By Fred Shuster, City News Service
Posted: 06/20/14, 6:02 PM PDT |
A prosecutor urged a jury Friday to convict six members of the Los Angeles County Sheriff’s Department of witness tampering, but their attorneys countered that the defendants were simply following orders from superiors when they helped keep an inmate informant hidden within the jail system during a federal probe of prisoner abuse.
In closing arguments on the 18th day of trial, prosecutors and defense attorneys offered contrasting views of events that took place during two weeks in 2011.
The defendants — lieutenants Stephen Leavins and Gregory Thompson, sergeants Scott Craig and Maricela Long, and deputies Gerard Smith and Mickey Manzo — are accused of conspiring to transfer and rebook a federal informant at a time when the FBI wanted to interview the inmate and put him in front of a grand jury investigating allegations of use of excessive force against county jail prisoners.
The six schemed to “silence the witness,” Assistant U.S. Attorney Maggie Carter told the jury. “Even if this was standard operating procedure, this was a federal investigation and they had the intent to commit obstruction of justice.”
Defense attorneys countered that their clients were merely following orders from then-Sheriff Lee Baca when Brown was moved to various cells within the Men’s Central Jail downtown, then to a Temple City sheriff’s station, and finally to a San Dimas substation, where he was kept under 24-hour guard, during August and September 2011.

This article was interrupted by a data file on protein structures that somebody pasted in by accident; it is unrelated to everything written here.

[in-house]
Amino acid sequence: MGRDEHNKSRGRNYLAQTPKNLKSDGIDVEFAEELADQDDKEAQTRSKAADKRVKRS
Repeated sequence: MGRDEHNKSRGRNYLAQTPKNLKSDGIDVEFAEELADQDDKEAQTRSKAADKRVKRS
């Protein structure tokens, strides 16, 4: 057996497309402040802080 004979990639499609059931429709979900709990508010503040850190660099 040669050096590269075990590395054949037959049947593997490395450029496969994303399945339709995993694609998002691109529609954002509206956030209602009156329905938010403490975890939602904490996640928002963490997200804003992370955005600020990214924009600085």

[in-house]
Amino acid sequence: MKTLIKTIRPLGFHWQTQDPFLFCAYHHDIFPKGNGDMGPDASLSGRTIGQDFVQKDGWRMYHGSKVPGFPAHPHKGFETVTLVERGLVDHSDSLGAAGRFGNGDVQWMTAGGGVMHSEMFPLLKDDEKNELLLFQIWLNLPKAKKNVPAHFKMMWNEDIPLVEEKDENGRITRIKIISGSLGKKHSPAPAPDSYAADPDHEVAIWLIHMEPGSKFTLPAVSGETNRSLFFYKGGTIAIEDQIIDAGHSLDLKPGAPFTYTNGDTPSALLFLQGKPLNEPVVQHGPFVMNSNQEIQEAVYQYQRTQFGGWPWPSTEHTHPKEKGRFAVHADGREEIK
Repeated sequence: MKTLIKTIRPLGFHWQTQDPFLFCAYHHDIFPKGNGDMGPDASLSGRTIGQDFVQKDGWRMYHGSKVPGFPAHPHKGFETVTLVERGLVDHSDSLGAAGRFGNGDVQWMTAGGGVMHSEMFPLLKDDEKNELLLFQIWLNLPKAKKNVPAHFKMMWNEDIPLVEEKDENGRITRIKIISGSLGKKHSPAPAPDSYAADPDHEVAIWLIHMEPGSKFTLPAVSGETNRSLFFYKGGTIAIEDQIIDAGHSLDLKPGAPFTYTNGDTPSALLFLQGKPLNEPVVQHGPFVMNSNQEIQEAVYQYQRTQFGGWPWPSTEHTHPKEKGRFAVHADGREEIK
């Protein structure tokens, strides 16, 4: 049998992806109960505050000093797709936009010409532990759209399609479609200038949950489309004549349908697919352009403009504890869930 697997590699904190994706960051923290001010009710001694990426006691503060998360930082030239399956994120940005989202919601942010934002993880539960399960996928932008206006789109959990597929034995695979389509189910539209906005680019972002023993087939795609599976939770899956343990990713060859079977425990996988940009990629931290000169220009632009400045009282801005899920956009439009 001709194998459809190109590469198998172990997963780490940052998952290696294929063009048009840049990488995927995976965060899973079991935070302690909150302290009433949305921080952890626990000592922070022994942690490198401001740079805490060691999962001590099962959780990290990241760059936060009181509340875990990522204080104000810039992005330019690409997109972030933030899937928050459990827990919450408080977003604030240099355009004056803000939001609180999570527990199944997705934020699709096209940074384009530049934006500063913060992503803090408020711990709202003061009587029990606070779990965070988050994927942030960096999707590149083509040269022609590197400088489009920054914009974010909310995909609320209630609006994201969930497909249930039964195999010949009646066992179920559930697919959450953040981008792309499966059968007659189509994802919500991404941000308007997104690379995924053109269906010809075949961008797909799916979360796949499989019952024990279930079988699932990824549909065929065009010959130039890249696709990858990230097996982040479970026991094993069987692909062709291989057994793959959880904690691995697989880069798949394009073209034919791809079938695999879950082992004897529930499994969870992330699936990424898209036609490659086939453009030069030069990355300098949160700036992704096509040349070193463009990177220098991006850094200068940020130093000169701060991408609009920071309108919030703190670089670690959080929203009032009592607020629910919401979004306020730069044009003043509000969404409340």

“There’s no evidence that Lee Baca could not be trusted,” David Stothers, who represents Thompson, said in his closing argument. “Those orders came down the chain, and my client complied with them.”
The defendants are charged with conspiracy and obstruction of justice, which together carry a potential maximum sentence of 15 years in prison.
Craig and Long are each charged with an additional count of making false statements for allegedly telling the FBI case agent in the jails probe that she was under investigation and could face arrest. That charge carries a possible prison sentence of up to five years.
Carter told the panel that informant Anthony Brown was not transferred back to the Men’s Central Jail until he had told his jailers that he had decided against cooperating with the federal investigation.
“The informant’s been hidden until silenced,” the prosecutor said.
Peter Johnson, Leavins’ lawyer, said his client was following Baca’s directive when he ordered Brown moved to the San Dimas substation.
“The government is asking you to believe” that Leavins “knew of a criminal conspiracy to hide Anthony Brown from the FBI,” Johnson said. “They are dead wrong.”
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